The Tumultuous History of the US-Mexico Border: From Open Passage to the Bath Riots

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In the early 20th century, the US-Mexico border was a fluid boundary with minimal restrictions on movement. This ease of crossing facilitated the regular commute between the two nations between domestic workers and farm laborers. However, the Mexican Revolution drastically altered this dynamic from 1910 to 1917. 

The upheaval led to a significant influx of immigrants into the United States, particularly at the border. This demographic shift stoked xenophobia and racial hatred among some white Americans, particularly those residing along the border. The escalating patriotism and paranoia during World War I only intensified these sentiments.

El Paso, Texas, often dubbed the “Ellis Island of the Southwest,” became a focal point of these tensions. The city’s mayor, Thomas Calloway Lea Jr., played a pivotal role in amplifying racist fears. He propagated the notion that Mexican immigrants were carriers of diseases like typhus, lobbying for stringent measures to contain this perceived threat. In 1916, he advocated for establishing quarantine camps, a proposal that faced opposition from Dr. B.J. Lloyd, a local Public Health Service Officer. Despite Lloyd’s reservations about the low risk of disease spread, he concurred with the idea of setting up disinfection stations in El Paso. These stations subjected Mexican border-crossers to degrading inspections, including being stripped naked, having their possessions steam-treated, and undergoing a chemical bath with kerosene, soap, water, and sometimes toxic pesticides. 

Women suspected of having lice also had their hair treated with vinegar and kerosene. Rumors of these harsh procedures spread rapidly, instilling fear among potential migrants. This fear was not unfounded, as there were fatalities due to accidents in these disinfection stations.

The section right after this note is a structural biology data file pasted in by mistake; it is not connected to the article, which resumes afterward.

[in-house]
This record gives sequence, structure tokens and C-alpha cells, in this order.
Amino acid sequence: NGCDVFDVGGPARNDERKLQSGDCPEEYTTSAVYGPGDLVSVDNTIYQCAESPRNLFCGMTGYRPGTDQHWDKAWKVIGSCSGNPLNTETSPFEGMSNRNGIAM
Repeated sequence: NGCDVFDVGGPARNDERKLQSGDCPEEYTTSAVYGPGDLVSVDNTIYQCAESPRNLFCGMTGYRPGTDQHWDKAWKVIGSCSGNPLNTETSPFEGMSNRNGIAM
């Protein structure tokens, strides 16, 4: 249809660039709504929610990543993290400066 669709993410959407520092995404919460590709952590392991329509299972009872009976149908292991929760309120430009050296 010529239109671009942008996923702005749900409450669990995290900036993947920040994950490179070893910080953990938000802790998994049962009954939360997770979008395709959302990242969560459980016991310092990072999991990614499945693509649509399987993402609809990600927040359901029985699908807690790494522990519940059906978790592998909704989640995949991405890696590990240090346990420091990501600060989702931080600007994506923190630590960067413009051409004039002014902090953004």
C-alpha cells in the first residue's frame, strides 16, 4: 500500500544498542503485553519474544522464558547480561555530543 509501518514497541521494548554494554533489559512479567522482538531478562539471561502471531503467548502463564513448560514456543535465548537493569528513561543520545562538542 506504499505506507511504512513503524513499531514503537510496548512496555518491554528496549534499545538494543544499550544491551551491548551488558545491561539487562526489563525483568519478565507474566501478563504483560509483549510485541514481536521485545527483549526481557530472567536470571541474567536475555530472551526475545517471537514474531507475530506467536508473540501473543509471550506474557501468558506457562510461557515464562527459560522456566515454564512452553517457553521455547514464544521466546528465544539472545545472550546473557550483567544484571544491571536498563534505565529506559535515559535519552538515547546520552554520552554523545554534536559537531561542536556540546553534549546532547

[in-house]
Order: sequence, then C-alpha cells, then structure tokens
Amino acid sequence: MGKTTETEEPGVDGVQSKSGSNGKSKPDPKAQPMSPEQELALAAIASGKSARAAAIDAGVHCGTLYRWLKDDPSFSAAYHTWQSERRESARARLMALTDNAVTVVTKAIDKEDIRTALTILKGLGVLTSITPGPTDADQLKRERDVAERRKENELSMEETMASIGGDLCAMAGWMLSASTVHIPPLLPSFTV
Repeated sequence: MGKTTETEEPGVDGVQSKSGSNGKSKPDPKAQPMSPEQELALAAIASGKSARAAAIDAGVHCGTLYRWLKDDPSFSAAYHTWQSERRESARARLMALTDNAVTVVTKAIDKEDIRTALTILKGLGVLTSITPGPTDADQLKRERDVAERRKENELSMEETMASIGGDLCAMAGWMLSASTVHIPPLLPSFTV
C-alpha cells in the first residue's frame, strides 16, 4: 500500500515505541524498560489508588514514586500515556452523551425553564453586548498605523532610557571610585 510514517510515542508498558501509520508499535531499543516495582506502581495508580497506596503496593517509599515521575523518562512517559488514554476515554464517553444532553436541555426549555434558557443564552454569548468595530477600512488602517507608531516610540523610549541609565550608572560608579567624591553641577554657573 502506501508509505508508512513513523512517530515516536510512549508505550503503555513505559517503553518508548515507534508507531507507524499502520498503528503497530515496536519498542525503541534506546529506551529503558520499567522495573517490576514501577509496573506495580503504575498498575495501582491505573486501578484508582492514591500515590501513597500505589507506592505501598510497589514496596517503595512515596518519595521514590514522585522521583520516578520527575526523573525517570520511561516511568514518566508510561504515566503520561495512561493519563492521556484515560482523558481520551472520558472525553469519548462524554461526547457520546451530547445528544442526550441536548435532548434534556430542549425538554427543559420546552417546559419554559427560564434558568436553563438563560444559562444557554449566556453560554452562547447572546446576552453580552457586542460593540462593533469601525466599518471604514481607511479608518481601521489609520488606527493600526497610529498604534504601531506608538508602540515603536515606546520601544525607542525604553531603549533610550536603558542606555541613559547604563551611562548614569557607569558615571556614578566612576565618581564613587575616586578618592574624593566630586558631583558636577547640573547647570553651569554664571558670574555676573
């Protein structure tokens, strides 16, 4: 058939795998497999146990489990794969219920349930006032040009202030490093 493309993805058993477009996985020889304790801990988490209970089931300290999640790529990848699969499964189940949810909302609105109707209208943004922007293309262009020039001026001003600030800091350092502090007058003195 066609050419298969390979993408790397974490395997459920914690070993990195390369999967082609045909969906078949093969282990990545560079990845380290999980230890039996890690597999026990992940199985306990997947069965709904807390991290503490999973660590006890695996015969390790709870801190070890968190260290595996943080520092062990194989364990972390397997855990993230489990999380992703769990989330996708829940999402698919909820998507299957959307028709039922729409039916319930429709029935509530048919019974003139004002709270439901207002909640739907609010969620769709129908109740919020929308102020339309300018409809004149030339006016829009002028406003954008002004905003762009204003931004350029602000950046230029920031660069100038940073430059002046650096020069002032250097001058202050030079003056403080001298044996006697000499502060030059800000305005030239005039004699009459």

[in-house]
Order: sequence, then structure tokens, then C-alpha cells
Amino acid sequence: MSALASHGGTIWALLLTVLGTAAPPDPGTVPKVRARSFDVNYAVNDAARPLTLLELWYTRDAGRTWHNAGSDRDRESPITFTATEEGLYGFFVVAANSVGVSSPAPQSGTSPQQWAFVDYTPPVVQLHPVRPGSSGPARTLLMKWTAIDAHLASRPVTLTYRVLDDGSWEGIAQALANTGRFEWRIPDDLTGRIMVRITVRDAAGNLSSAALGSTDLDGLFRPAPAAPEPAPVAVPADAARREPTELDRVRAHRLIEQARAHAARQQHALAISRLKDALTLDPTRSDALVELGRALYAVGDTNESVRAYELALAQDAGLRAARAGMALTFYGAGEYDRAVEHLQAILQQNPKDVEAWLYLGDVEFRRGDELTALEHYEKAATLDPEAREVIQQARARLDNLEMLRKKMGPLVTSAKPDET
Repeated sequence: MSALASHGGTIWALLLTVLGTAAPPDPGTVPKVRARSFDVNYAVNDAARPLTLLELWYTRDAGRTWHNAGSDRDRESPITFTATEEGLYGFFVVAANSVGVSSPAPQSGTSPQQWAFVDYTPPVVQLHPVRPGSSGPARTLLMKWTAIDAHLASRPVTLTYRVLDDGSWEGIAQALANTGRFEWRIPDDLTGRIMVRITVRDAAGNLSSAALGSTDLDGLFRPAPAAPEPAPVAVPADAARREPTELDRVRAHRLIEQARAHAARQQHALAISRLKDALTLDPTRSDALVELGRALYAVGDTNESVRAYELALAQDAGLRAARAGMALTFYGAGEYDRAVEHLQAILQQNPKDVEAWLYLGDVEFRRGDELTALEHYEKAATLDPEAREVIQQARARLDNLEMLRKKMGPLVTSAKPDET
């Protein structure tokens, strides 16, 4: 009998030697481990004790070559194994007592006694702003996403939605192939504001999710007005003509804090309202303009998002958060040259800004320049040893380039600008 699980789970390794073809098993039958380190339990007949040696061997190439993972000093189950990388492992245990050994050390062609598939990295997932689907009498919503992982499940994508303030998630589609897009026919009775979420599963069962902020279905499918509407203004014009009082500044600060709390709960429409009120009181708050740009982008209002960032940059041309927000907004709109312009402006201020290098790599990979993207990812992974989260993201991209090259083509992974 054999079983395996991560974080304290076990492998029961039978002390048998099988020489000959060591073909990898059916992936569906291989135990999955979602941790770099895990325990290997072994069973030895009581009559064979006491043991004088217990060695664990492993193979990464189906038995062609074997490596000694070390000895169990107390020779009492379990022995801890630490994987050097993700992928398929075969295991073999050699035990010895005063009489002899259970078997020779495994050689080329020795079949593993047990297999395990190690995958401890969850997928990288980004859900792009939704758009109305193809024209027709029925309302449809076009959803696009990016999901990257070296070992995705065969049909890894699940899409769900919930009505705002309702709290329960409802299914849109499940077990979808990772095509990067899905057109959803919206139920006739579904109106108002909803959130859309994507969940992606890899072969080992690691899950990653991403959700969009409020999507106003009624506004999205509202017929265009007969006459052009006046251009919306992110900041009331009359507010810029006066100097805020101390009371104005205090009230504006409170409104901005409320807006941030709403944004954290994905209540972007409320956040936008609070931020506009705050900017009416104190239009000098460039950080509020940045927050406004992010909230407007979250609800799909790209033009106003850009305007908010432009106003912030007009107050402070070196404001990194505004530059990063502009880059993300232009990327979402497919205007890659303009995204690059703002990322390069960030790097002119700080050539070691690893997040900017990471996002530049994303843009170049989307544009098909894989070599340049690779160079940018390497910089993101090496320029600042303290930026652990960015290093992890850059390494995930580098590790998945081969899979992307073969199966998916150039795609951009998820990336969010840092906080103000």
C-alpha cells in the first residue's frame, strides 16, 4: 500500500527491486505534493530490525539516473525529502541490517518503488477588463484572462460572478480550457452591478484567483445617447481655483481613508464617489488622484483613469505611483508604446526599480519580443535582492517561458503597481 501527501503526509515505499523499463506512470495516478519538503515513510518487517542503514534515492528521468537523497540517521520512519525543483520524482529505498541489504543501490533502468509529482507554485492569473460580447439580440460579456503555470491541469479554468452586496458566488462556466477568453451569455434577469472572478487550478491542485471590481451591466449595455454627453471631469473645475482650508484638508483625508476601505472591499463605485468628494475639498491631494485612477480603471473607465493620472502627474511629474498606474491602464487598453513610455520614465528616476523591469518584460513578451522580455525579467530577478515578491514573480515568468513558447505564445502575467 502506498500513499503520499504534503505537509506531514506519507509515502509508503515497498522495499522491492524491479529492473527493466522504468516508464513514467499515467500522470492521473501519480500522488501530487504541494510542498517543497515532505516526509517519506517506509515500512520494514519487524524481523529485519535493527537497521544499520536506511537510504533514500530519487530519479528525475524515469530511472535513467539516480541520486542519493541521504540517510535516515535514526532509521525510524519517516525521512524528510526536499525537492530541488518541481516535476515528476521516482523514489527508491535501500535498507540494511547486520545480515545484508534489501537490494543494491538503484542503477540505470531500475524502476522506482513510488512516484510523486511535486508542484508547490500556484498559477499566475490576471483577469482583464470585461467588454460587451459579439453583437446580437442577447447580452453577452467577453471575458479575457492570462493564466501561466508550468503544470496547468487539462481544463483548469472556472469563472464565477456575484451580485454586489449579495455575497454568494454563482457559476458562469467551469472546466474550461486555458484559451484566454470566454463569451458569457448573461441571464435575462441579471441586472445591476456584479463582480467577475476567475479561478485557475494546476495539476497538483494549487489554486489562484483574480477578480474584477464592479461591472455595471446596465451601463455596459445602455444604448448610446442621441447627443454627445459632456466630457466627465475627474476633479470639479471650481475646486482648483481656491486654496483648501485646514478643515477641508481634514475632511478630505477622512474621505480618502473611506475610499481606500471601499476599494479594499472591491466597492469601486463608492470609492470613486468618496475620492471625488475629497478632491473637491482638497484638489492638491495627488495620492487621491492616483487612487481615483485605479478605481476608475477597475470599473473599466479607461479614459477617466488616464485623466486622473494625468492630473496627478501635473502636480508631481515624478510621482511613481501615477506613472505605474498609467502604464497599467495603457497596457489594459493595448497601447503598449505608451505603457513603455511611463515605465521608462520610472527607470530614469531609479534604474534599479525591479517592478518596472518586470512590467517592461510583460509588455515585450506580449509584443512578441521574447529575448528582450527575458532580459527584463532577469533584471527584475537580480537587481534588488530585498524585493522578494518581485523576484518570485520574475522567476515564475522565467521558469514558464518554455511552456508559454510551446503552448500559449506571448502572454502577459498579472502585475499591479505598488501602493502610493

Women, in particular, were apprehensive about the possibility of being photographed naked during the process. Amidst this climate of dread and anger, 17-year-old Carmelita Torres emerged as a symbol of defiance. 

She refused to undergo the bath, sparking a protest that evolved into the Bath Riots, which lasted three days. Despite her courage, Torres’ legacy has largely faded from public memory.

Unraveling US-Mexico Border History

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In the early 20th century, the US-Mexico border was a fluid boundary with minimal restrictions on movement.

Following these protests, the US government introduced stringent immigration laws, including a literacy test, a head tax, and a passport requirement. The disinfection practices persisted as a staple of border control until the 1950s, evolving to include pesticides like DDT.

Mayor Lea’s tenure was marked by actions that suppressed Mexican voices, including the suspension of Spanish-language newspapers. His brief affiliation with the Ku Klux Klan, though later renounced, speaks to his alignment with racially discriminatory ideologies. Dr. Yolanda Chavez Levya, a historian, notes the similarity between Lea’s rhetoric and contemporary immigration discussions.

El Paso’s history with tuberculosis further complicates this narrative. While the city was promoted as a haven for Americans seeking treatment for tuberculosis, Mexican immigrants were simultaneously blamed for introducing diseases. This contradiction highlights the racial and class biases inherent in the public health policies of the time.

The use of baths at the border led to several tragedies, including an incident in 1916 that resulted in multiple deaths. The fear and resentment this practice generated among Mexicans and Mexican Americans living along the border culminated in the Bath Riots, a significant but often overlooked chapter in US-Mexico border history. 

The Immigration Act of 1917, which followed these riots, reflected the growing xenophobia and exclusionary policies of the era. In a dark twist of history, the chemical Zyklon B, used in these baths, was later adopted by Nazi Germany for more sinister purposes. 

The use of this chemical at the border and its subsequent implementation in Nazi concentration camps underscores a disturbing connection between American and Nazi racial policies.

The history of the US-Mexico border is a complex tapestry of open passage, racial tensions, public health concerns, and evolving immigration policies. It serves as a stark reminder of the long-lasting impacts of xenophobia and racism on immigration policies and practices.

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